Tag Archives: war memorial

War Memorial Fail

When I wrote about our war memorials a year back, there was this one thing I changed in my behaviour. I no longer pass the plaques, monuments and other memorials indifferently. There is something about standing and writing down the names that make you realize that it is exactly what they are for- reading the names that are written on them. And maybe this is a little bit out of the subject of this blog, but nonetheless I wanted to write something about what happened to me recently:
I was walking by the Torquay war memorial the other day and noticed a curious thing. The monument is surrounded by a low fence, a chain strung along stone posts. I came closer, looking for a way inside. I don’t have eagle’s eyes, and the writing on the plates are barely visible from behind the chain. But there is no break in the chain-fence. I can’t approach and read the names on the plaques. And what exactly is this fence keeping out? Alright, I am (fairly) able-bodied, and can cross this fence with one stride, but what about those who can’t? Can’t an older or disabled person read our memorial? The Torquay war memorial is thus defunct- it doesn’t work as it should if we can’t read the names. And if we can’t read the names, why is it even there?

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I can’t tell history

History is a story with murky beginning, with no end in sight. That much everyone knows. But as I’ve learnt, by digging in dusty papers, is that history is a story you don’t tell- you interpret it. Having found an interesting bundle of letters in one of the folders I thought I can interpret a story of J.V.B King for you. However, sometimes you build an interpretation just to see it crumble before your eyes.
J.V.B King- a student of St. Mark College in the years 1915-17 and like many young men he went to fight in the WWI. The letters I found are dated 1919 and 1920. King had been discharged from the army. He wrote both to Rev. Hudson, the principal of St Mark College, and to the Board of Education to be released from his agreement as student teacher. ‘I no longer feel fit to become a teacher.’ he says in his letter to the Board of Education. ‘…I desire to lead an open air life…’ and the reason for this letter is that he had been gassed during his service.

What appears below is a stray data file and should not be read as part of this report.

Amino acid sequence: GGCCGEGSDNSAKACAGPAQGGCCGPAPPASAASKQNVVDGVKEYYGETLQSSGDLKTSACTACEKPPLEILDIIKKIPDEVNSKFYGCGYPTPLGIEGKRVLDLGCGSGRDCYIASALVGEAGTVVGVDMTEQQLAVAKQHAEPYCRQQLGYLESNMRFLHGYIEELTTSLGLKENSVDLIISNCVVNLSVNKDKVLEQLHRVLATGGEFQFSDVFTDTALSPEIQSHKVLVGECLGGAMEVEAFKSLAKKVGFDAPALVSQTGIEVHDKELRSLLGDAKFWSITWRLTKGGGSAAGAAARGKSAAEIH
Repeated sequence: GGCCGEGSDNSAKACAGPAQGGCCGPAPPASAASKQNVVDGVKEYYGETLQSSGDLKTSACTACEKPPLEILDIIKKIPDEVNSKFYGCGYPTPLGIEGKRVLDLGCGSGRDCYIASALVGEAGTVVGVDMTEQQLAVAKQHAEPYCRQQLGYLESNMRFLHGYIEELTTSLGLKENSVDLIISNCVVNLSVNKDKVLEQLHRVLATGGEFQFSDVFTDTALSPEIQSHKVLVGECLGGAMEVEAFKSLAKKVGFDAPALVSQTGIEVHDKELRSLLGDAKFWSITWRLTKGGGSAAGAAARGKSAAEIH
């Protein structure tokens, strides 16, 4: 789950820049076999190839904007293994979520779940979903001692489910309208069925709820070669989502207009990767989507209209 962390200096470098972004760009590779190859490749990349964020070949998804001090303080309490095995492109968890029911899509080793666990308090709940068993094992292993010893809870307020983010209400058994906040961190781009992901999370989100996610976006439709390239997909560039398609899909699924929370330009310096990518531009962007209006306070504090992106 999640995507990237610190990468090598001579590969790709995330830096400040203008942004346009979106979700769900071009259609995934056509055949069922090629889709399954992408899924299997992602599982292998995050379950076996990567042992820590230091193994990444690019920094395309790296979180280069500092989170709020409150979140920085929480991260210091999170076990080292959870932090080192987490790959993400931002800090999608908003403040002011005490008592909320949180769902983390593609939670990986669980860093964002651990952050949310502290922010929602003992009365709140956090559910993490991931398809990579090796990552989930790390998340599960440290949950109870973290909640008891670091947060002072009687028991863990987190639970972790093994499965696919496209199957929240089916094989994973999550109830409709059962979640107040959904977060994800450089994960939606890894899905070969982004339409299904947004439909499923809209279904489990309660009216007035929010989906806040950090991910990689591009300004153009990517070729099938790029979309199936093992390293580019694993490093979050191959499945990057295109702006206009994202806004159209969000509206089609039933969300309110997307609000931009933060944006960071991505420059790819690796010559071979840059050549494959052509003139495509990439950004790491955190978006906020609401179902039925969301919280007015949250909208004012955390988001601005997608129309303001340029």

Few months later, unable to contact him, the secretary of the Board of Education wrote to Rev. Hudson. ‘I have no direct evidence that he had been gassed,’ says the letter. Oh my precious history nerds! Please come out of the woodwork and tell me: could you obtain such evidence back then? A doctor’s note perhaps? Could you even do that with the so many people dead, maimed or gassed? I’m sure that he lived, I can’t remember seeing him on the war memorial…
Thus the letters end and I still don’t know if J.V.B King got his release. I even wonder if he really lost his health or he simply wanted out. If the former, then I can only imagine how heart-breaking it must have been to not be able to pursue something he worked hard for. If the latter, then I can’t really blame him as teaching, to me, is a worthy equivalent of hell.
I wish I could tell you the rest of it, that King became a farmer and happily grew cabbage to the end of his days. But, the history is the only story I cannot tell.

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